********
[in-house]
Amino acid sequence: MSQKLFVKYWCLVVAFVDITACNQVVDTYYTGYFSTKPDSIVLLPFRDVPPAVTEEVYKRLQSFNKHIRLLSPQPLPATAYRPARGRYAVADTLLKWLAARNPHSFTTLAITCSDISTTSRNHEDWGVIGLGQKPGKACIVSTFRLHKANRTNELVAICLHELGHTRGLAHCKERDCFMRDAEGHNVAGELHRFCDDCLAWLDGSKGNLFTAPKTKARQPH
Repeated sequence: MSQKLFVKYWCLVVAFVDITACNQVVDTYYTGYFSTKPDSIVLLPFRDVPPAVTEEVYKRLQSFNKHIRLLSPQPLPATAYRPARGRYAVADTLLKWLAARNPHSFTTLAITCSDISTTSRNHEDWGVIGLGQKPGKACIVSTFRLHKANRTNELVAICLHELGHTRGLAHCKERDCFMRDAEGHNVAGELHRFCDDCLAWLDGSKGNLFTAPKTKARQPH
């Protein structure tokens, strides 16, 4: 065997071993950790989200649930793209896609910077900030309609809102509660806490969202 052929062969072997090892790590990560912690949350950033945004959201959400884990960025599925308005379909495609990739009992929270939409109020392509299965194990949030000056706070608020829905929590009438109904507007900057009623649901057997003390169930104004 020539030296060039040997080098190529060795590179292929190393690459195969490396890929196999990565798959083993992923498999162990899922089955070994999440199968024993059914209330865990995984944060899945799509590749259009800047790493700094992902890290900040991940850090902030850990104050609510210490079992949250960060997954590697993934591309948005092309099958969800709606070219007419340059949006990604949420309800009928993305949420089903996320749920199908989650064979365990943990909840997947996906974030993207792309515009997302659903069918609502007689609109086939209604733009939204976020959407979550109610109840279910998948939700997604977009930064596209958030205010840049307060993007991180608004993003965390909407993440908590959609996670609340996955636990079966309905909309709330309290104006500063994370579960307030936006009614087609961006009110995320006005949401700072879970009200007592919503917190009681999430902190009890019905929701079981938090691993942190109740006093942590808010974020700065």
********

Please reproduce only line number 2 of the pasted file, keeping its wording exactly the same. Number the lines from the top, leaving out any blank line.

Amino acid sequence: MSQKLFVKYWCLVVAFVDITACNQVVDTYYTGYFSTKPDSIVLLPFRDVPPAVTEEVYKRLQSFNKHIRLLSPQPLPATAYRPARGRYAVADTLLKWLAARNPHSFTTLAITCSDISTTSRNHEDWGVIGLGQKPGKACIVSTFRLHKANRTNELVAICLHELGHTRGLAHCKERDCFMRDAEGHNVAGELHRFCDDCLAWLDGSKGNLFTAPKTKARQPH